Three Dimensions of Business Intelligence Systems Use Behavior

Three Dimensions of Business Intelligence Systems Use Behavior

Tanja Grublješič (Academic Unit for Business Informatics and Logistics, University of Ljubljana, Ljubljana, Slovenia) and Jurij Jaklič (Academic Unit for Business Informatics and Logistics, University of Ljubljana, Ljubljana, Slovenia)
Copyright: © 2014 |Pages: 15
DOI: 10.4018/ijeis.2014070105
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In the Business Intelligence Systems (BIS) use context, the well-researched dimension of intensity of use is not broad enough to capture its meaningful use. The authors therefore investigate the whole spectrum of its use that encompasses effective utilization. The post-adoption research of Information System (IS) use is still under-researched; the study therefore brings novel insights to this area. The authors have conceptualized three dimensions of BIS use that capture the intensity of BIS use, the extent of BIS use, and BIS embeddedness. Confirmatory Factor Analysis (CFA) was used to determine convergent and discriminant validities proving construct validities, based on survey data gathered from BIS users in medium and large sized organizations. The results of our study provide sound evidence for apprehending these three constructs as different conceptualizations. This work adds to the literature by emphasizing the role of post-adoptive behavior that can lead to greater and effective utilization in the studied BIS environment, and potentially to a better organizational performance.
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The research stream examining adoption and acceptance is one of the richest and most mature streams in the IS field (e.g. Davis, 1989, Venkatesh & Davis, 2000; Venkatesh, Morris, Davis & Davis, 2003; Venkatesh & Bala, 2008). But, in contrast, post-adoptive use behavior is still under-researched, and often conceptualized as increasing intensity or greater frequency of use (Jasperson, Carter & Zmud, 2005). Some efforts have already been made and show that post-adoptive use behavior may also diminish over time with gained experience (Bhattacherjee, 2001), or on the other hand become habitualized and routinized in individuals’ work routines (Jasperson et al., 2005). Undoubtedly, research on technology acceptance and initial use can enrich our understanding of post-adoptive use behaviors (Hernandez, Jimenez & Martin, 2008), but distinctions between pre- and post-adoptive beliefs and behaviors have already been observed (Agarwal & Karahanna, 2000). Understanding the three different dimensions of effective use in a specific BIS utilization context is central to this work. Deng and Chi (2013) argue that the Business Intelligence (BI) application context offers an ideal opportunity to examine a variety of post-adoptive system uses.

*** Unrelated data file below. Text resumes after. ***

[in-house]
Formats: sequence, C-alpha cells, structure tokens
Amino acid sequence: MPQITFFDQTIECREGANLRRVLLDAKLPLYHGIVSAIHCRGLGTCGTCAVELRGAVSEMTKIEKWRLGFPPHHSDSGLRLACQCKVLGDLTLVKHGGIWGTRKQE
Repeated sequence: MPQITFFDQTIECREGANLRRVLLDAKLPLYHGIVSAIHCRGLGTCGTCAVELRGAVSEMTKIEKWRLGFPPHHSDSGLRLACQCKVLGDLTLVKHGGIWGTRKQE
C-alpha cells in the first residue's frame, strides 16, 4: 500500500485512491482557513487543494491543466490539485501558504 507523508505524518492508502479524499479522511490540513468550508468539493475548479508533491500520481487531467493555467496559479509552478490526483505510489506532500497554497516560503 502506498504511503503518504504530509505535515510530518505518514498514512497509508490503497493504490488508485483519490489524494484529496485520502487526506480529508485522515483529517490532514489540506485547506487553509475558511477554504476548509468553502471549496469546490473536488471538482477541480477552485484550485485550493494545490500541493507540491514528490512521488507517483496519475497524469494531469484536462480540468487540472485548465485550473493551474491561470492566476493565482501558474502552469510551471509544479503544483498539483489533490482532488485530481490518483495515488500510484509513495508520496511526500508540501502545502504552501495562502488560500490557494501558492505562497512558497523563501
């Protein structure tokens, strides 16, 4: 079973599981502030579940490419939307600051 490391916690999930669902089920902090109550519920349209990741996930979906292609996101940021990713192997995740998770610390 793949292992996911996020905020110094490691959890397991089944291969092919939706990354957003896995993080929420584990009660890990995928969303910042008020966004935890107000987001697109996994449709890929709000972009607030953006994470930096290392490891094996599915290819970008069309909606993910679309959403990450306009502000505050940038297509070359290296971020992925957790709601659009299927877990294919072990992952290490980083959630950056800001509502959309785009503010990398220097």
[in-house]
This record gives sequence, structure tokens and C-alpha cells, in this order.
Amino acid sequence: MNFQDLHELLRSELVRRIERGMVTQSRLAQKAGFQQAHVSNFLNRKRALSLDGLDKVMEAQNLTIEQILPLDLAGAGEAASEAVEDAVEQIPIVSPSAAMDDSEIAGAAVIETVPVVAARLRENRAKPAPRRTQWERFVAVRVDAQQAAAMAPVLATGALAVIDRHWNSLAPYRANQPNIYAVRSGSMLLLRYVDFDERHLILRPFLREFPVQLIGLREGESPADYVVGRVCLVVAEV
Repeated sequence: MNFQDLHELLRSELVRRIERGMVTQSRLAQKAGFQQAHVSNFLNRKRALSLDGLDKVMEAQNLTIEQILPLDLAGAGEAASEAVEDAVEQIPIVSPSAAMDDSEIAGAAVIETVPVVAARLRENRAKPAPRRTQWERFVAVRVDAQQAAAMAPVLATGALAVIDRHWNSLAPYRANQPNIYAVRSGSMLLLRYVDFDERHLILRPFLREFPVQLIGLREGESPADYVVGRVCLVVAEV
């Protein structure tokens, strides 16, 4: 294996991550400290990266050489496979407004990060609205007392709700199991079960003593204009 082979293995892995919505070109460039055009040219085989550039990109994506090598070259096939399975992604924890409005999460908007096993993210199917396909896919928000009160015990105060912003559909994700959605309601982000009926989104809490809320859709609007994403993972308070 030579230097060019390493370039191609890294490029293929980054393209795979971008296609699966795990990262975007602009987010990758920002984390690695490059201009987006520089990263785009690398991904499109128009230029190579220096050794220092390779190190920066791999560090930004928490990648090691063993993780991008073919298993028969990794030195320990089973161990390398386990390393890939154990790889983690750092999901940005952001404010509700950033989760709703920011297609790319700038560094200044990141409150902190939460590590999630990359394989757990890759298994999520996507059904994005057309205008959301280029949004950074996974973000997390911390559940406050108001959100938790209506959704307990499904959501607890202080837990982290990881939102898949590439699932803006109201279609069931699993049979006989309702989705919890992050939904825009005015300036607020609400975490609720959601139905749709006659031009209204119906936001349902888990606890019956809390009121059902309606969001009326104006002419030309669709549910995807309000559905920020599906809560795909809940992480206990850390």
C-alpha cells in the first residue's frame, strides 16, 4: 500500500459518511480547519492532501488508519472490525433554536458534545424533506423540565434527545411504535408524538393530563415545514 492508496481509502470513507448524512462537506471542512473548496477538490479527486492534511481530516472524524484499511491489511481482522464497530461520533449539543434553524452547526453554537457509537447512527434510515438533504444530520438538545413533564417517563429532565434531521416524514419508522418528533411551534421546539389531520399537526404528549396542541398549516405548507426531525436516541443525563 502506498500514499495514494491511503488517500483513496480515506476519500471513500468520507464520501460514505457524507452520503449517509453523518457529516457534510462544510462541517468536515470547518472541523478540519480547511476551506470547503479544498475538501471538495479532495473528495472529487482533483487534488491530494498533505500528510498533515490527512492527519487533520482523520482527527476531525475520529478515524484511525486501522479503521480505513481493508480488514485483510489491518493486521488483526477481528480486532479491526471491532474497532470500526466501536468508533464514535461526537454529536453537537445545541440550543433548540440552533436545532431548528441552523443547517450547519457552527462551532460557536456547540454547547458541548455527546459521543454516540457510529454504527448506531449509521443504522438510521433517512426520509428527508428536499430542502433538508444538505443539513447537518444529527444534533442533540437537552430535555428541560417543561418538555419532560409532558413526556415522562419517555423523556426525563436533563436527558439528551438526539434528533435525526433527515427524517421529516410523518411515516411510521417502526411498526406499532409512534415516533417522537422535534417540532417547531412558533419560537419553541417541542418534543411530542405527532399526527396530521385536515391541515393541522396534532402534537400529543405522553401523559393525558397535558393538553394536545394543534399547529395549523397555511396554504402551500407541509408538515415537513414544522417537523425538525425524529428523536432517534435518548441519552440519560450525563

In the IS literature, the positive impact of the information provided by Business Intelligence Systems (BIS) on decision-making has been emphasized, particularly when organizations operate in highly competitive environments (Popovič, Hackney, Coelho, & Jaklič, 2012; Harison, 2012). These technological innovations are one of the main sources of competitive advantage for the long-term survival of organizations (Jourdan, Rainer & Marshal, 2008), although their benefits can only be fully realized in situations where these promising innovations are completely accepted and effectively used. User acceptance is also crucial to BIS success, but in this context, in contrast with operational information systems (IS), there is a particularly pronounced difference between using or accepting the system and long-term routinization (Bhattacherjee, 2001) of the use of information provided by the system as part of management of the organization and business processes (Popovič et al., 2012).

There are two motivations for this study. First, previous research in the field of IT acceptance has mainly focused on general IS and thereby only considered the narrower aspect of use, merely the frequency of use and not how IS is used (Davis, Bagozzi & Warshaw, 1989; Venkatesh & Davis, 2000; Venkatesh & Bala, 2008), treating system use simply and solely as a measure of the relevant behavior consequent to technology acceptance. This work represents a step in the direction advocated by Jasperson et al. (2005) who call for richer conceptualizations of system use by also treating system use as a theoretical construct. Second, it also responds to the call by Burton-Jones and Straub (2006) to develop the conceptualization of usage and select usage constructs and measures for specific contexts. The specific features of BIS use as compared to operational IS motivate the three conceptualizations of BIS use. For BIS it is important if BIS are deeply embedded within the business (Shanks et al., 2012). Therefore, BIS use behavior should be measured by several dimensions to yield a rich understanding of its utilization. In addition to quantitative measures of how much a BIS is used (frequency or duration) (Davis et al., 1989), we are also interested in a qualitative measure of how a BIS is used in the organization. The aims of this study are therefore to:

  • Conceptualize and develop relevant measures for the three constructs of BIS use behavior, namely intensity, extent, and embeddedness; and

  • Empirically test and evaluate the construct reliability and validity of these three conceptualizations of BIS use.

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